So what we thought of was that we wanted to make an office with the best sound in Tokyo, a place where someone like Gwen Guthrie or Loleatta Holloway would want to work. [Laughs] And that's where my quest for sound with Asada started from. Asada is a significant figure for PA in Japan, and he was even learning about sound quality from his teens, during the pioneering era for rock concerts.
The concept of Mixrooffice was simultaneously addressing the problematic definition of the Fueiho [the Entertainment Business Control Law prohibiting dancing after 1AM] at the time in Japan. To start with, it was a given that we were not a club. David Mancuso, who grew up in an orphanage, had the idea of putting the home parties thrown for him by the sisters who raised him on top of a loft borrowed from Broadway. We had the same kind of wavelength, throwing a private party in our own genuine office.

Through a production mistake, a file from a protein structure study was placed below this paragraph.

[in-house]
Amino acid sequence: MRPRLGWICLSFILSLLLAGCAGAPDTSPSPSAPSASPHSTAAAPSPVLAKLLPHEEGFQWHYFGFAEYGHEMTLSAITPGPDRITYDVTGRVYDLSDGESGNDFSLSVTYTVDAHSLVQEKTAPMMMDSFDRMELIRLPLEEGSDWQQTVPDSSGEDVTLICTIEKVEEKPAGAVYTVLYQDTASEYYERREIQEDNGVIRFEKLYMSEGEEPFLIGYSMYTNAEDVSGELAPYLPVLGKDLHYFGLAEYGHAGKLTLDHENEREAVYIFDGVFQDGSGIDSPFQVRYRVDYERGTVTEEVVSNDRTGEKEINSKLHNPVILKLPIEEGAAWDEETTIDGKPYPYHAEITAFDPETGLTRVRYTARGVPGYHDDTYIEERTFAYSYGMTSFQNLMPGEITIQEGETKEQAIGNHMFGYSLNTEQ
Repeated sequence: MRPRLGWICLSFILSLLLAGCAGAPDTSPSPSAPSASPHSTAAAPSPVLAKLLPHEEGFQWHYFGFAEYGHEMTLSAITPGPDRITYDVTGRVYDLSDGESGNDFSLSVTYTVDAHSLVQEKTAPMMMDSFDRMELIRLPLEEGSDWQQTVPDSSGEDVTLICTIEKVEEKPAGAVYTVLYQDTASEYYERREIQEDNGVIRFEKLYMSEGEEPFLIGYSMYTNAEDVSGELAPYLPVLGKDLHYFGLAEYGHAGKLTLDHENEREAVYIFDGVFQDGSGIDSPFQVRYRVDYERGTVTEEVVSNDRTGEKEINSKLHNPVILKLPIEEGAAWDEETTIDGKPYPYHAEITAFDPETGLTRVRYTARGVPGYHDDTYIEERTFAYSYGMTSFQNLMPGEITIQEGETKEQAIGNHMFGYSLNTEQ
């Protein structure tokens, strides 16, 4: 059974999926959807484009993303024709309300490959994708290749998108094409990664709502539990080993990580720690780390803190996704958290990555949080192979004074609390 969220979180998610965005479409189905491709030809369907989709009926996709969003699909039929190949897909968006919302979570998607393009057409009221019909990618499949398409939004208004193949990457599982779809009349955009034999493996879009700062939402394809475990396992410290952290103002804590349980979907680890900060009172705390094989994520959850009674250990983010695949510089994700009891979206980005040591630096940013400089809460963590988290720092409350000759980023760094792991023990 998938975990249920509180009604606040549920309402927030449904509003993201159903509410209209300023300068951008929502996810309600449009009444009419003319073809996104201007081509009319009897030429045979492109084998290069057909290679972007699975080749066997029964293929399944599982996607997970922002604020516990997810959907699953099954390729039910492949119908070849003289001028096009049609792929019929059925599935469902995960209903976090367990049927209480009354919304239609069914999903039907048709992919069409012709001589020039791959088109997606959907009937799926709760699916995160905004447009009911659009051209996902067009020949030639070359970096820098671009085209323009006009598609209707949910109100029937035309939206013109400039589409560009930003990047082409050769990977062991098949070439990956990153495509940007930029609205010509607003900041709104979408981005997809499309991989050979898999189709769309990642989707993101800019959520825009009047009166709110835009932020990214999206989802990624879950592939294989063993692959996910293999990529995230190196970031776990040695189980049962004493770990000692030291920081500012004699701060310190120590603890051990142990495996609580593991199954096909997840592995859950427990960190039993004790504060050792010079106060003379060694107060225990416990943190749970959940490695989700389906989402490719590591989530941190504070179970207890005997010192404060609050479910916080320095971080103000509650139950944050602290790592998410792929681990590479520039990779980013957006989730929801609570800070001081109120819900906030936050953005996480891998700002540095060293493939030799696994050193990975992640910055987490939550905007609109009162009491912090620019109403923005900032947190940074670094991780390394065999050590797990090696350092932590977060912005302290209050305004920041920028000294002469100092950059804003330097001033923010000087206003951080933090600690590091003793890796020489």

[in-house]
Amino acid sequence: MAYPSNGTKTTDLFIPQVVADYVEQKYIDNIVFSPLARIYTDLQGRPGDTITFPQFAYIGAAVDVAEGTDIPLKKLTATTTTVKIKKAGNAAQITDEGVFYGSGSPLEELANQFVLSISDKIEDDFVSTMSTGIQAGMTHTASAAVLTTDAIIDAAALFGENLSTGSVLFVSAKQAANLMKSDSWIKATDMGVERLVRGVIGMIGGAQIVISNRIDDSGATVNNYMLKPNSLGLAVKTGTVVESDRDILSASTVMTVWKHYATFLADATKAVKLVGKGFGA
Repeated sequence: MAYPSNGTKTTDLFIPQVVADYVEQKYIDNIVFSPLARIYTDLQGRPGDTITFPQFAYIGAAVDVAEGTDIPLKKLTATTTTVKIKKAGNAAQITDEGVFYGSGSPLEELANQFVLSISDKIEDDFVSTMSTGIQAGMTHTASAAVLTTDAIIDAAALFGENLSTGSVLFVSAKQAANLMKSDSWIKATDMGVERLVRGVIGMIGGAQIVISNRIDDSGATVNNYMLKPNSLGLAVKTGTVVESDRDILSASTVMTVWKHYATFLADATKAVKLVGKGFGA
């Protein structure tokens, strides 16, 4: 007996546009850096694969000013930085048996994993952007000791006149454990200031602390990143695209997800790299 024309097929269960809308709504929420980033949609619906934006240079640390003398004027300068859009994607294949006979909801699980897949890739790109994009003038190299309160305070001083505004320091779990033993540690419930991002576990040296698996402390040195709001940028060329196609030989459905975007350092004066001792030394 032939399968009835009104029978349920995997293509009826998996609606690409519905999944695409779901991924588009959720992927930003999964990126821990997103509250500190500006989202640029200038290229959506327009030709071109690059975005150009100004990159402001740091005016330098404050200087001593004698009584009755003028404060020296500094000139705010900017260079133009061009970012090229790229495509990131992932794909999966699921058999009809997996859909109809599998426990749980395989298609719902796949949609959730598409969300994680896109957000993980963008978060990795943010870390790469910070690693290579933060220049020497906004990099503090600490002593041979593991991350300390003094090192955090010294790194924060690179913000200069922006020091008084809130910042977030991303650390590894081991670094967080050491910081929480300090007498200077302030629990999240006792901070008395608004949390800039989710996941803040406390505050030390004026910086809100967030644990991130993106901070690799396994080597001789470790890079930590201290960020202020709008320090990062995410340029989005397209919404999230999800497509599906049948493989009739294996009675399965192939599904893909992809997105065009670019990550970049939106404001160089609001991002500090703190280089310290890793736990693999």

It meant that our work was to party... That's why the audience, rather, employees who'd come to work would need to have the membership card that we'd issued to them. Essentially, they'd clear the SECOM security, and come to the dance floor outside of normal hours to work overtime. Our employees would be working so hard they'd be sweating all over, staying up all night, working double time! [Laughs]
DJs from Berlin would say, "Your office is like the Panorama Bar!", and those from Detroit would say, "This is the image of Music Institute!" The ones from New York would say "Ukawa, this is how The Loft started." We just ended up having all this input from these great influences and two years down the line, our sound system started to produce a considerably clear sound.
Information about Mixrooffice was limited, and as a club it had a closed feel thanks to the membership system. This is quite a contrast to Dommune, which is consistently delivering a live streaming service.